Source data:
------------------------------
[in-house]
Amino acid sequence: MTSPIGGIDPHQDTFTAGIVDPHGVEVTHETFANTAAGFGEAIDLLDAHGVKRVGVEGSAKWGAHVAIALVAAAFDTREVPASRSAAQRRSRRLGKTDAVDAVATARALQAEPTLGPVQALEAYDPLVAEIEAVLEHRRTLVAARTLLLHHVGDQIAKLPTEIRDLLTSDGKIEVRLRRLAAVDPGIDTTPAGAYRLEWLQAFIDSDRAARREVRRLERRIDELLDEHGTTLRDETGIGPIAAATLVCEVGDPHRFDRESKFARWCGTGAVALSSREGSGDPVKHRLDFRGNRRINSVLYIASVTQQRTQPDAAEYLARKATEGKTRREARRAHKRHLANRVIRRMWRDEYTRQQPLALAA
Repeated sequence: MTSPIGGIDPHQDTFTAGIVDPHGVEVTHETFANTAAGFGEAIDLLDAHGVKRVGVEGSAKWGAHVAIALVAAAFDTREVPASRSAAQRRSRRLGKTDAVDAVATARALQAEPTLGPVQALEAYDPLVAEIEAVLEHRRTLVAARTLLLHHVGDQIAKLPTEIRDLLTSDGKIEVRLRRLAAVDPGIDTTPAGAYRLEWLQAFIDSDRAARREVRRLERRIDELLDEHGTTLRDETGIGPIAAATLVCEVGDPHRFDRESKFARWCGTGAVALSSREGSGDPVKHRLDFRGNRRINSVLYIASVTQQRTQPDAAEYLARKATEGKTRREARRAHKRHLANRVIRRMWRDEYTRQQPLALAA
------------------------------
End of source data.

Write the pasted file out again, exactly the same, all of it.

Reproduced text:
[in-house]
Amino acid sequence: MTSPIGGIDPHQDTFTAGIVDPHGVEVTHETFANTAAGFGEAIDLLDAHGVKRVGVEGSAKWGAHVAIALVAAAFDTREVPASRSAAQRRSRRLGKTDAVDAVATARALQAEPTLGPVQALEAYDPLVAEIEAVLEHRRTLVAARTLLLHHVGDQIAKLPTEIRDLLTSDGKIEVRLRRLAAVDPGIDTTPAGAYRLEWLQAFIDSDRAARREVRRLERRIDELLDEHGTTLRDETGIGPIAAATLVCEVGDPHRFDRESKFARWCGTGAVALSSREGSGDPVKHRLDFRGNRRINSVLYIASVTQQRTQPDAAEYLARKATEGKTRREARRAHKRHLANRVIRRMWRDEYTRQQPLALAA
Repeated sequence: MTSPIGGIDPHQDTFTAGIVDPHGVEVTHETFANTAAGFGEAIDLLDAHGVKRVGVEGSAKWGAHVAIALVAAAFDTREVPASRSAAQRRSRRLGKTDAVDAVATARALQAEPTLGPVQALEAYDPLVAEIEAVLEHRRTLVAARTLLLHHVGDQIAKLPTEIRDLLTSDGKIEVRLRRLAAVDPGIDTTPAGAYRLEWLQAFIDSDRAARREVRRLERRIDELLDEHGTTLRDETGIGPIAAATLVCEVGDPHRFDRESKFARWCGTGAVALSSREGSGDPVKHRLDFRGNRRINSVLYIASVTQQRTQPDAAEYLARKATEGKTRREARRAHKRHLANRVIRRMWRDEYTRQQPLALAA